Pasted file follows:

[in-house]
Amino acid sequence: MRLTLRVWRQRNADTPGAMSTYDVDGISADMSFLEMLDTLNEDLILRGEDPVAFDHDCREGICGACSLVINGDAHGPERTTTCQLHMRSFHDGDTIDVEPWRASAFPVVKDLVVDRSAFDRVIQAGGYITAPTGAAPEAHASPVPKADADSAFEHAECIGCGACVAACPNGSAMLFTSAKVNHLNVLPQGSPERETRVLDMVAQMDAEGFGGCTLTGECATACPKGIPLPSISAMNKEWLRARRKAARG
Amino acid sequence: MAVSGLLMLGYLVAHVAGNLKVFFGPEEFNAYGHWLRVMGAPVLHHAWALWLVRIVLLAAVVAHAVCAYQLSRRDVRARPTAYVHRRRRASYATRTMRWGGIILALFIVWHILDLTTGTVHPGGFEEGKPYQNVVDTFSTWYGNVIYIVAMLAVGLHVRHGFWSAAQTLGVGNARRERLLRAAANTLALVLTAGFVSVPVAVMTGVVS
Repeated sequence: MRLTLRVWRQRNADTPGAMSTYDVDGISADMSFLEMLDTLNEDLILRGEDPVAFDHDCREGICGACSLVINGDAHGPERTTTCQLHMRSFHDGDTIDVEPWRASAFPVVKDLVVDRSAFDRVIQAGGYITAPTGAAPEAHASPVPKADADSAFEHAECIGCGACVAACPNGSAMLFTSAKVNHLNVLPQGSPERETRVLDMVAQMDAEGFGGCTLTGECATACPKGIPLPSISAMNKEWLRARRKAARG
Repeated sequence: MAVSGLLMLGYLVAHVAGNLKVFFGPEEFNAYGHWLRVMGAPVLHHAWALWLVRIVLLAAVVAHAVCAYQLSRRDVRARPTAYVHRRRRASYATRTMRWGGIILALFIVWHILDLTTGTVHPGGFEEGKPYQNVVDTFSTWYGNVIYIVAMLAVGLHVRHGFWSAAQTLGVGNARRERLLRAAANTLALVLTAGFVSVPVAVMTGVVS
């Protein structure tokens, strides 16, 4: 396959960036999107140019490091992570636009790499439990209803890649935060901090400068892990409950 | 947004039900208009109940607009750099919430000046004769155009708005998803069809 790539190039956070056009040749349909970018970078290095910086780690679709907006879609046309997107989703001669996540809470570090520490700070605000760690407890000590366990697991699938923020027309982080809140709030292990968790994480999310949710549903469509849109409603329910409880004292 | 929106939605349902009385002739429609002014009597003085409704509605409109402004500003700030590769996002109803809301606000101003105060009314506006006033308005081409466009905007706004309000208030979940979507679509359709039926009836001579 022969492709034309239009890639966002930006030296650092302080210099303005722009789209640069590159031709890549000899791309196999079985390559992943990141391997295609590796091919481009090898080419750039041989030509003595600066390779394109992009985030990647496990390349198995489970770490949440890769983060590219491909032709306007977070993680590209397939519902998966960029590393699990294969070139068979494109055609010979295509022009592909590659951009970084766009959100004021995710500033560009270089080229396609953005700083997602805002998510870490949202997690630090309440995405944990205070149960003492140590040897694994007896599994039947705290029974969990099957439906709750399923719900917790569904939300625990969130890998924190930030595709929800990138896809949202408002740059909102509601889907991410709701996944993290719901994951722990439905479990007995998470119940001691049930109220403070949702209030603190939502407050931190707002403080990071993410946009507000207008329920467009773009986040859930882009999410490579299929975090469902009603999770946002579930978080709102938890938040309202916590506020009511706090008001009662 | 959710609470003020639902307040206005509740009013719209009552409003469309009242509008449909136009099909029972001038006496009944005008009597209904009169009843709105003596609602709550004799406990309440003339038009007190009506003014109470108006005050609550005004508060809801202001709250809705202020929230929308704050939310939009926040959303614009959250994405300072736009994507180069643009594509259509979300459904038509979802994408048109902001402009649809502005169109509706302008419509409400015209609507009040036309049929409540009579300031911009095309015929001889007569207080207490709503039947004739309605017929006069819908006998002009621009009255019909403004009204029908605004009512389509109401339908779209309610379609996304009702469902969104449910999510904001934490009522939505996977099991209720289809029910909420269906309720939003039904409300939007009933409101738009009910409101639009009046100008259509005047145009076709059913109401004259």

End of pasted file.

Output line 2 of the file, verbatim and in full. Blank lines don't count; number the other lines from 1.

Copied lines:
Amino acid sequence: MRLTLRVWRQRNADTPGAMSTYDVDGISADMSFLEMLDTLNEDLILRGEDPVAFDHDCREGICGACSLVINGDAHGPERTTTCQLHMRSFHDGDTIDVEPWRASAFPVVKDLVVDRSAFDRVIQAGGYITAPTGAAPEAHASPVPKADADSAFEHAECIGCGACVAACPNGSAMLFTSAKVNHLNVLPQGSPERETRVLDMVAQMDAEGFGGCTLTGECATACPKGIPLPSISAMNKEWLRARRKAARG